The dynamics of change – what we experience as change unfolds

Human change is ultimately driven by the complexity of our life conditions (both material and psychological) and our individual capacity to cope with that complexity. When our coping capacity matches our life conditions, there is no impetus for change. It’s only when we fall out of step with our life conditions that our inherent adaptive intelligence is activated and we begin to change.

The diagram below shows the changing complexity of life conditions as a green line and the various milestones of the change cycle as yellow faces. Note that life conditions are trending towards higher complexity in this example.

The cycle of change, explained

STABILITY: When most of our problems are taken care of, life is manageable and good. We experience stability and we want to hang on to it. Change isn’t needed or wanted, for now.

STRESS: Sooner or later though, our life conditions change (but our thinking and behaviour is still the same) and we sense that something isn’t quite right. At first we may not know why, but for some reason life isn’t as comfortable as it used to be. We experience stress in the form of problems we can’t solve. Often our first response is to try going back to our ‘old ways’ to see if that works, or we may simply try ignoring the problems, hoping they’ll go away.

CHAOS: Because our thinking and behaviour is now well out-of-step with our life conditions, as time progresses our unsolved problems get worse and we find ourselves in a state of chaos. By this time life is so uncomfortable that we really do want change!  Often there are perceived blocks or barriers to our progress. This chaotic phase acts like a pressure cooker that can trigger changes in our neurochemistry and neural networks. These in turn bring transformational changes to our thinking and behaviour, allowing us to break through the barriers and progress to the next milestone.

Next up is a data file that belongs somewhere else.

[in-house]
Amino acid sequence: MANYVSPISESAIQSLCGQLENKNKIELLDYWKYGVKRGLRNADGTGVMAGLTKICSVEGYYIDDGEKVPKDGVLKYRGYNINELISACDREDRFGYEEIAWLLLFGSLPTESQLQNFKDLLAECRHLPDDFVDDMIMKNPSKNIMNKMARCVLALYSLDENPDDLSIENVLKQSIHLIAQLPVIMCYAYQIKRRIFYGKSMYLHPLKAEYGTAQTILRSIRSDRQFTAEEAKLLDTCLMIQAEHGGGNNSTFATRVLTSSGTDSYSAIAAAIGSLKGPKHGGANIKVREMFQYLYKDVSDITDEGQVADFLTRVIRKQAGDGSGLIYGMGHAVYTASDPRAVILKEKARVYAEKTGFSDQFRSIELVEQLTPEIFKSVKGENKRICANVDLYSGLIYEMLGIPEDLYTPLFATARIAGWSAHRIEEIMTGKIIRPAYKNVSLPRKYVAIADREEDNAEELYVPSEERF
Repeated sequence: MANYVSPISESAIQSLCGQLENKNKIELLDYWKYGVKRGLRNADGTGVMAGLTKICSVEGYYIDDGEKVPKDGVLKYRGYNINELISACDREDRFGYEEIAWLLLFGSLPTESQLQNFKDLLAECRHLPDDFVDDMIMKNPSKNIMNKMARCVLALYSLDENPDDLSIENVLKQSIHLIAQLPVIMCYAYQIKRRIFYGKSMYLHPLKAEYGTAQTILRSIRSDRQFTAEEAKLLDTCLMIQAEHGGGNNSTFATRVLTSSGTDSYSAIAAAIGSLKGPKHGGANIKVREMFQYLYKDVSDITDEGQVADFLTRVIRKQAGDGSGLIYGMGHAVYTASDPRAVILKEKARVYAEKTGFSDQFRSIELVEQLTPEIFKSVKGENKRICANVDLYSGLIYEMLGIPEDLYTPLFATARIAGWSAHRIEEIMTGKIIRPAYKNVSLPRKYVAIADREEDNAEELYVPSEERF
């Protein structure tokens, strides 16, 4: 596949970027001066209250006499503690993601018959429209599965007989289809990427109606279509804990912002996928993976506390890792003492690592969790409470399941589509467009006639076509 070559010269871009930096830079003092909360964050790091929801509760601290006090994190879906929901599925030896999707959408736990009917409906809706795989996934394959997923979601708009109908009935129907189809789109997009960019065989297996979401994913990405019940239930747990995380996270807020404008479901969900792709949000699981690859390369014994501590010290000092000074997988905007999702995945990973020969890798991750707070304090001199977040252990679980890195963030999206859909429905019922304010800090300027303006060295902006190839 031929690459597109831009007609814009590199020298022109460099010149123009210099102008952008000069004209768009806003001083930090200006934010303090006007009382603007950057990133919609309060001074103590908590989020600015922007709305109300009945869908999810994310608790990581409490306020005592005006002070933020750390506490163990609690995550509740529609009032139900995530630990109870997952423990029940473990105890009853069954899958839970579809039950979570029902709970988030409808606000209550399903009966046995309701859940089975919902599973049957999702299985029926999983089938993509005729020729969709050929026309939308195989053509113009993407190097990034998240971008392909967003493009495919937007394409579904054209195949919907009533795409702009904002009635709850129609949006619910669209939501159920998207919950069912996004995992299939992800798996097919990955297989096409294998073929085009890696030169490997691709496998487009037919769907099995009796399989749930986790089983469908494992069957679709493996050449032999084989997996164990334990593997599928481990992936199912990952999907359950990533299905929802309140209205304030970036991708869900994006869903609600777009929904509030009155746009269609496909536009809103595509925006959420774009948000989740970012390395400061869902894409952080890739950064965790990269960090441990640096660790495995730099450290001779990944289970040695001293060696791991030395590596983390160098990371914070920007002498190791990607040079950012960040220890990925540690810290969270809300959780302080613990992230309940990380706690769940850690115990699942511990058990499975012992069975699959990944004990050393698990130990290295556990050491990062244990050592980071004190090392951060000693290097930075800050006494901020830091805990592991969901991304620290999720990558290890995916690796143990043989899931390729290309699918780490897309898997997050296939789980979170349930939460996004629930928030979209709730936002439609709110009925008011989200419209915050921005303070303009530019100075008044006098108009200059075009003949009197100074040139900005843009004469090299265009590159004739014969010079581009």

RENEWAL: When the barriers to change fall away, we experience a newfound energy and clearer direction. We can now see the solutions we need and we feel a sense of renewal. At last, the way ahead is clear!

NEW STABILITY: Over time we solve our problems and reach a place of new stability. As a result of our personal changes we find ourselves at a higher place and able to cope with greater complexity.

This is the normal change dynamic, which we call Revolutionary Change because it involves breaking through barriers. Evolutionary Change is also possible (see the dotted line) but it requires a higher level of awareness and flexibility very early in the process, to avoid falling into chaos.

This change dynamic is so fundamental to human existence that it’s deeply embedded in our philosophy and mythology across all cultures. The version shown above is a simplified form, but more complex versions of the same change process are found in many places; including philosopher Joseph Campbell’s Hero’s Journey, in the ancient Chinese I Ching (Book of Changes), in the sequence of cards in the Tarot, and even in the afterlife journeys described in various Books of the Dead from different cultures. This change process is the archetypal human journey, where adventure is called for, hardships are faced and overcome, and the end result is the triumphant return of the hero/heroine to be raised above their previous level. Incidentally, the journey’s profile is similar to the rising and setting Sun – therefore many ancient cultures used the Sun as a spiritual icon representing the human experience of change.

The points of stability at the start and end of the change cycle are actually stages in a larger pattern of development. Click here to read about the stages.

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